As regards reparation, the Jubilee Debt Campaign is demanding debt relief for hurricane-hit islands.  And new initiatives are being developed to raise the profile of what has been happening.



19.10.18

Push for all Lenders to Take Responsibility

Tim Jones, of the Jubilee Debt Campaign wrote, in response to a letter in the Financial Times:

Zeng Rong ( Letters, October 17) may have got her decimal points in the wrong place when saying that China accounts for 1.8 per cent of Africa’s foreign debts, and 1.5 per cent of Ghana’s. Our recent analysis suggests that China is responsible for 20 per cent of African governments’ foreign debt, and 9 per cent of Ghana’s. 
Ms Zeng is, of course, correct to point out that there are lots of lenders to African governments, and the private sector lends at higher interest rates. Anyone concerned about preventing debt crises needs to push for responsibility from all lenders, whether governments, multilateral institutions or the private sector. 
 A key first step by lenders is a commitment to publicly disclose details on loans to governments in one place, alongside regulations to ensure all lenders comply. People across the world have the right to know about the debt being taken out in their name. 
 Tim Jones Economist, Jubilee Debt Campaign”  

 


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FT: Shinzo Abe has called on all countries to join Japan to “act now to save our planet”

This piece is copied with acknowledgments to both the Financial Times, for whom Japanese PM, Shinzo Abe wrote a recent groundbreaking article, and to the editor (BP) of

https://preparingforgovernment.wordpress.com/2018/09/25/ft-shinzo-abe-has-called-on-all-countries-to-join-japan-and-act-now-to-save-our-planet/

for giving me permission to use her piece taken from the FT article, to which she added illustrations and emphases:

In the Financial Times, he writes:

The summer of 2018 broke meteorological records, devastating entire regions along the coast of western Japan. There were unprecedented levels of rain, heat, landslides and hurricanes.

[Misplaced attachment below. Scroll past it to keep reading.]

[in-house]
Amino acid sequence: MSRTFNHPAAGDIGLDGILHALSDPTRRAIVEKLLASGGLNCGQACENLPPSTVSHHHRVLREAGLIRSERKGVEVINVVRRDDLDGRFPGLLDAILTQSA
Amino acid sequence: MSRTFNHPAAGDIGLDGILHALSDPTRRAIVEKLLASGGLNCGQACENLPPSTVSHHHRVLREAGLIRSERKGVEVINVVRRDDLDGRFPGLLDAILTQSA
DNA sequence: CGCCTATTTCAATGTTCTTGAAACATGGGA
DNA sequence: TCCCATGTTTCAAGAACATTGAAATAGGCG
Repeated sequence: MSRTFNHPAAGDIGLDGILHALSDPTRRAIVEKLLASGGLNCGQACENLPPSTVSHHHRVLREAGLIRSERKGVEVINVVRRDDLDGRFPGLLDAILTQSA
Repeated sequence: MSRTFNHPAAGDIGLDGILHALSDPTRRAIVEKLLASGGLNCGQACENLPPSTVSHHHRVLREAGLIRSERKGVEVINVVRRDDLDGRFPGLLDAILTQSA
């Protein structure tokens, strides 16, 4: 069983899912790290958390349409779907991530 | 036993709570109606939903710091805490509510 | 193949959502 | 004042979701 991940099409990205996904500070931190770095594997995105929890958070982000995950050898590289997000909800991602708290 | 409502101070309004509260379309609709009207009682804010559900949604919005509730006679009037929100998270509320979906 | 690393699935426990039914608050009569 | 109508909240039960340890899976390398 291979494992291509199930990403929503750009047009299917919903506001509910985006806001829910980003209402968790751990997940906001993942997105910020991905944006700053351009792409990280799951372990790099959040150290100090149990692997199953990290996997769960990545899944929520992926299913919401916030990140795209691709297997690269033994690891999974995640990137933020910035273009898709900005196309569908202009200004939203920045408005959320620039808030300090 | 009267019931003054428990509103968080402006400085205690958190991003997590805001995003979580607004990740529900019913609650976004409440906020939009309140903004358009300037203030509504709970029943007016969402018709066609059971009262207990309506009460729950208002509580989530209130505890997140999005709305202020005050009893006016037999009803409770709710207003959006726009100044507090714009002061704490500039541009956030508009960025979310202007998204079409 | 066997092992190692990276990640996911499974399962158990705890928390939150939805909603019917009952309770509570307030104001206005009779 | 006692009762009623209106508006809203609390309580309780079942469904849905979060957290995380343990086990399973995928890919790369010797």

The country’s prime minister, Shinzo Abe, has called on all countries to join Japan and act now to save our planet. In the Financie writes:

This summer western Japan was battered by the strongest typhoon to hit the country in 25 years. Unprecedented torrential rain and landslides ravaged the residents of western Japan this summer, killing more than 200 people, and ruining hundreds of thousands of livelihoods.

Roads are cut off by a mudslide at a section of the Kyushu Expressway in Kitakyushu, Fukuoka Prefecture (all pictures and emphases added)

Meanwhile, severe scorching heatwaves struck the country and resulted in approximately 160 deaths. Fierce heat also gripped North America and Europe, and hurricanes and typhoons hit the US and Philippines.

Global warming increases carbon dioxide and acidifies the ocean, damaging its ability to self-purify. Even worse, proliferating marine plastic pollution threatens marine ecosystems and eventually, our own health.

The international community has taken steps to address climate change with forward-looking and long-term goals. An agreement was adopted in Paris in 2015 with the participation of all major economies including China and India. The following year, I went a step further at the Ise-Shima summit in Japan, as G7 members committed to devising long-term strategies.